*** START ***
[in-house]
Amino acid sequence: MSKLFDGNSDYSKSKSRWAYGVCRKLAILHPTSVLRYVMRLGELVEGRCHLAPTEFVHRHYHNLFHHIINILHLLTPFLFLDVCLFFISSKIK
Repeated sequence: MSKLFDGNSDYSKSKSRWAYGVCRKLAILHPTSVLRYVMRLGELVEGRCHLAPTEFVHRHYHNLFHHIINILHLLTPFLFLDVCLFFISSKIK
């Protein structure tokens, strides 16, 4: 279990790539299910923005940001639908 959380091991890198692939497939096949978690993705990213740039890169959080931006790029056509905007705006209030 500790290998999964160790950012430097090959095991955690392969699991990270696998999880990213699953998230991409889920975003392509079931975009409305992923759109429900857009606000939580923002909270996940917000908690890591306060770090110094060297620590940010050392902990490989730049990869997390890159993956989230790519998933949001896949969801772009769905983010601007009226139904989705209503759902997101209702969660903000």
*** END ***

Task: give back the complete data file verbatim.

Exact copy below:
[in-house]
Amino acid sequence: MSKLFDGNSDYSKSKSRWAYGVCRKLAILHPTSVLRYVMRLGELVEGRCHLAPTEFVHRHYHNLFHHIINILHLLTPFLFLDVCLFFISSKIK
Repeated sequence: MSKLFDGNSDYSKSKSRWAYGVCRKLAILHPTSVLRYVMRLGELVEGRCHLAPTEFVHRHYHNLFHHIINILHLLTPFLFLDVCLFFISSKIK
């Protein structure tokens, strides 16, 4: 279990790539299910923005940001639908 959380091991890198692939497939096949978690993705990213740039890169959080931006790029056509905007705006209030 500790290998999964160790950012430097090959095991955690392969699991990270696998999880990213699953998230991409889920975003392509079931975009409305992923759109429900857009606000939580923002909270996940917000908690890591306060770090110094060297620590940010050392902990490989730049990869997390890159993956989230790519998933949001896949969801772009769905983010601007009226139904989705209503759902997101209702969660903000």